These days, gut bacteria have been implicated in everything from obesity to mood, but two new studies show they could also play a large role in an often debilitating autoimmune disease: multiple sclerosis.

One study, led by scientists at the University of California, San Francisco, analyzed the gut microbiomes of 71 healthy people and 71 people with MS. The MS patients were found to have four times as many Acienetobacter and Akkermansia bacteria as the healthy group. The healthy group, meanwhile, had four times as much Parabacteroides bacteria as the MS patients.

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Researchers who study multiple sclerosis (MS), a debilitating autoimmune disease in which the body attacks the lining (myelin) of the brain and spinal cord, have spent years seeking a cure. There may be hope on the horizon. A British scientist, Su Metcalfe, formerly of Cambridge University, has made a crucial discovery that offers the first hope of a cure for MS.

This comes as great news to the 2.3 million people around the world who live with MS, which leads to a host of physical and mental side effects including muscle weakness and even blindness.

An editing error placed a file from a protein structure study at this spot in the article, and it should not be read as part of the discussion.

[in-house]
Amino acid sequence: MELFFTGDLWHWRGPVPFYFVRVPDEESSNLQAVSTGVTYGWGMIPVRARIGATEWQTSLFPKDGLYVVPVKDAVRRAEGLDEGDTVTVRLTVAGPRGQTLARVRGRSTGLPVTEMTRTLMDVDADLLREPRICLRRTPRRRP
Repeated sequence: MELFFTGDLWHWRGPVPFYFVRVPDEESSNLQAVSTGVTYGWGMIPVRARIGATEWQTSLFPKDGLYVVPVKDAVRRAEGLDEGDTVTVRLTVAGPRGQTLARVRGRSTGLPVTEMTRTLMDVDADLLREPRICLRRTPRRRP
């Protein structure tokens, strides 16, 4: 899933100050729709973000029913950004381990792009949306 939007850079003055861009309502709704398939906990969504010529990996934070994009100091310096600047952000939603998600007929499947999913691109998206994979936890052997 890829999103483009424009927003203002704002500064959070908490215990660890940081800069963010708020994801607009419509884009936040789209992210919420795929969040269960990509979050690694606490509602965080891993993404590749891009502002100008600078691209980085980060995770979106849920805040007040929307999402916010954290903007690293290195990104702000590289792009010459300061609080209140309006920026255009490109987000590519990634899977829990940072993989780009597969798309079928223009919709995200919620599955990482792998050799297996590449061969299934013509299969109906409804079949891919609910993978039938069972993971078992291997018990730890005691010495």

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[DIGEST: New York Times, NBC]

Late last month, the Federal Drug Administration approved a new drug to treat multiple sclerosis. The drug, called ocrelizumab, is the first FDA-approved drug to treat primary progressive MS, a severe form of multiple sclerosis. It is also approved to help the more common form of the disease known as relapse-remitting.

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[DIGEST: NYPost, Science, NCBI, Mitochondrion, Neuroinflammation, Pharma]

The ability of DNA to repair itself is essential for life, yet this ability declines with age and DNA dysfunctions contribute to diseases like cancer, multiple sclerosis, memory loss, and back pain. A key molecule in reversing this aging process and eliminating symptoms, NAD, will be tested in humans within the next six months.

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Credit: Source.

[DIGEST: Science Alert, Healthline News, National Multiple Sclerosis Society, Vice]

Stroke patients treated with a direct injection of stem cells to the brain saw significant improvements in motor function in a study reported this month in the journal Stroke. The study involved 18 patients who had passed the six-month mark after their stroke — the period of time after which improvements are rare and treatments typically stopped. Some of the patients were as much as three years past their stroke. Even these patients experienced restored functions.

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